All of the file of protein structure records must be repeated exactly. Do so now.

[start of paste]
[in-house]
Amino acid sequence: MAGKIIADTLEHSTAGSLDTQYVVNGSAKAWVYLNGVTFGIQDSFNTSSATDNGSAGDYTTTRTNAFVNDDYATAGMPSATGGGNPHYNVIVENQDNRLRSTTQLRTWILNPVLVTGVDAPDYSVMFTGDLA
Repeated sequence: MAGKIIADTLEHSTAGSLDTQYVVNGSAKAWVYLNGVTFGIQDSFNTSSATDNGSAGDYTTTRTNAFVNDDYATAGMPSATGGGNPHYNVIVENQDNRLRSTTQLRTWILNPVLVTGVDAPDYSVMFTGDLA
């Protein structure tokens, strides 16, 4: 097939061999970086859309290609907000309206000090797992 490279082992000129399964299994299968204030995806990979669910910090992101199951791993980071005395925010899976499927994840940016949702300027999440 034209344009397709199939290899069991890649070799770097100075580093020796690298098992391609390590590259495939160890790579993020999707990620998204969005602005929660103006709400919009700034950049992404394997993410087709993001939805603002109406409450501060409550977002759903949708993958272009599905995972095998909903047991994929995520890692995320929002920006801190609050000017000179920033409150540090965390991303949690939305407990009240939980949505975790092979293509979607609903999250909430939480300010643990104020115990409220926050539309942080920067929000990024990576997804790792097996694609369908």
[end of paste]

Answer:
[in-house]
Amino acid sequence: MAGKIIADTLEHSTAGSLDTQYVVNGSAKAWVYLNGVTFGIQDSFNTSSATDNGSAGDYTTTRTNAFVNDDYATAGMPSATGGGNPHYNVIVENQDNRLRSTTQLRTWILNPVLVTGVDAPDYSVMFTGDLA
Repeated sequence: MAGKIIADTLEHSTAGSLDTQYVVNGSAKAWVYLNGVTFGIQDSFNTSSATDNGSAGDYTTTRTNAFVNDDYATAGMPSATGGGNPHYNVIVENQDNRLRSTTQLRTWILNPVLVTGVDAPDYSVMFTGDLA
């Protein structure tokens, strides 16, 4: 097939061999970086859309290609907000309206000090797992 490279082992000129399964299994299968204030995806990979669910910090992101199951791993980071005395925010899976499927994840940016949702300027999440 034209344009397709199939290899069991890649070799770097100075580093020796690298098992391609390590590259495939160890790579993020999707990620998204969005602005929660103006709400919009700034950049992404394997993410087709993001939805603002109406409450501060409550977002759903949708993958272009599905995972095998909903047991994929995520890692995320929002920006801190609050000017000179920033409150540090965390991303949690939305407990009240939980949505975790092979293509979607609903999250909430939480300010643990104020115990409220926050539309942080920067929000990024990576997804790792097996694609369908």